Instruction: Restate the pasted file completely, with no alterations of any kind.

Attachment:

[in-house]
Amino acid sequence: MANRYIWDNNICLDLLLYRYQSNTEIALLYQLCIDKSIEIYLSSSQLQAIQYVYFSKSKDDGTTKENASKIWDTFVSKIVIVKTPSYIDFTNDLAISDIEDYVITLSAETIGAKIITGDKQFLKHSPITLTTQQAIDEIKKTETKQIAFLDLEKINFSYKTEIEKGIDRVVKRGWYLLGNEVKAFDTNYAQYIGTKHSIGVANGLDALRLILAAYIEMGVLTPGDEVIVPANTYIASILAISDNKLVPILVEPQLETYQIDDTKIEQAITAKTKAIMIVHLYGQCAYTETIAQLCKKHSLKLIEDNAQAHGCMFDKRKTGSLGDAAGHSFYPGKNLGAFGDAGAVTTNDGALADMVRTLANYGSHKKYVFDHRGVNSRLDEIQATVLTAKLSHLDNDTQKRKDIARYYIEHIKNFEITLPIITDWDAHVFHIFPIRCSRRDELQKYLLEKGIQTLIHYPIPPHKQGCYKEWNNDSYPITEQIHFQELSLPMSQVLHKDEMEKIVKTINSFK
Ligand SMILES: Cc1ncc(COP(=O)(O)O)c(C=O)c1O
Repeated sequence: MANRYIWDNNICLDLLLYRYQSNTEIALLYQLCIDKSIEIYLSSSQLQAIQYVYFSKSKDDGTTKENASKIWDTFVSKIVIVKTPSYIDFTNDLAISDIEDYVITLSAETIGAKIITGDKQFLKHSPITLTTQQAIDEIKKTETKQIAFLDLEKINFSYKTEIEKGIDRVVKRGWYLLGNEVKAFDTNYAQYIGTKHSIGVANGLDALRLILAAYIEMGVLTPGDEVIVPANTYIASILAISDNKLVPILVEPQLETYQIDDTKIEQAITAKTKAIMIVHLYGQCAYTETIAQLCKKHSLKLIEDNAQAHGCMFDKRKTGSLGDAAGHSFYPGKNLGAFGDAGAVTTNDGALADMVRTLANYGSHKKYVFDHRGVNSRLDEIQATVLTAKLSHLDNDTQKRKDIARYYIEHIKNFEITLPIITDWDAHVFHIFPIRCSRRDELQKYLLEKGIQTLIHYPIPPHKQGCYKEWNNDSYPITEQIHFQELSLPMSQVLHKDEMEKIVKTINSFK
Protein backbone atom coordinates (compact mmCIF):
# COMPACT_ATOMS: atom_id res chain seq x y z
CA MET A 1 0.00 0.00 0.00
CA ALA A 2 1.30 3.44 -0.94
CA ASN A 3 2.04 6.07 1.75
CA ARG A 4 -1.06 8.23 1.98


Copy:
[in-house]
Amino acid sequence: MANRYIWDNNICLDLLLYRYQSNTEIALLYQLCIDKSIEIYLSSSQLQAIQYVYFSKSKDDGTTKENASKIWDTFVSKIVIVKTPSYIDFTNDLAISDIEDYVITLSAETIGAKIITGDKQFLKHSPITLTTQQAIDEIKKTETKQIAFLDLEKINFSYKTEIEKGIDRVVKRGWYLLGNEVKAFDTNYAQYIGTKHSIGVANGLDALRLILAAYIEMGVLTPGDEVIVPANTYIASILAISDNKLVPILVEPQLETYQIDDTKIEQAITAKTKAIMIVHLYGQCAYTETIAQLCKKHSLKLIEDNAQAHGCMFDKRKTGSLGDAAGHSFYPGKNLGAFGDAGAVTTNDGALADMVRTLANYGSHKKYVFDHRGVNSRLDEIQATVLTAKLSHLDNDTQKRKDIARYYIEHIKNFEITLPIITDWDAHVFHIFPIRCSRRDELQKYLLEKGIQTLIHYPIPPHKQGCYKEWNNDSYPITEQIHFQELSLPMSQVLHKDEMEKIVKTINSFK
Ligand SMILES: Cc1ncc(COP(=O)(O)O)c(C=O)c1O
Repeated sequence: MANRYIWDNNICLDLLLYRYQSNTEIALLYQLCIDKSIEIYLSSSQLQAIQYVYFSKSKDDGTTKENASKIWDTFVSKIVIVKTPSYIDFTNDLAISDIEDYVITLSAETIGAKIITGDKQFLKHSPITLTTQQAIDEIKKTETKQIAFLDLEKINFSYKTEIEKGIDRVVKRGWYLLGNEVKAFDTNYAQYIGTKHSIGVANGLDALRLILAAYIEMGVLTPGDEVIVPANTYIASILAISDNKLVPILVEPQLETYQIDDTKIEQAITAKTKAIMIVHLYGQCAYTETIAQLCKKHSLKLIEDNAQAHGCMFDKRKTGSLGDAAGHSFYPGKNLGAFGDAGAVTTNDGALADMVRTLANYGSHKKYVFDHRGVNSRLDEIQATVLTAKLSHLDNDTQKRKDIARYYIEHIKNFEITLPIITDWDAHVFHIFPIRCSRRDELQKYLLEKGIQTLIHYPIPPHKQGCYKEWNNDSYPITEQIHFQELSLPMSQVLHKDEMEKIVKTINSFK
Protein backbone atom coordinates (compact mmCIF):
# COMPACT_ATOMS: atom_id res chain seq x y z
CA MET A 1 0.00 0.00 0.00
CA ALA A 2 1.30 3.44 -0.94
CA ASN A 3 2.04 6.07 1.75
CA ARG A 4 -1.06 8.23 1.98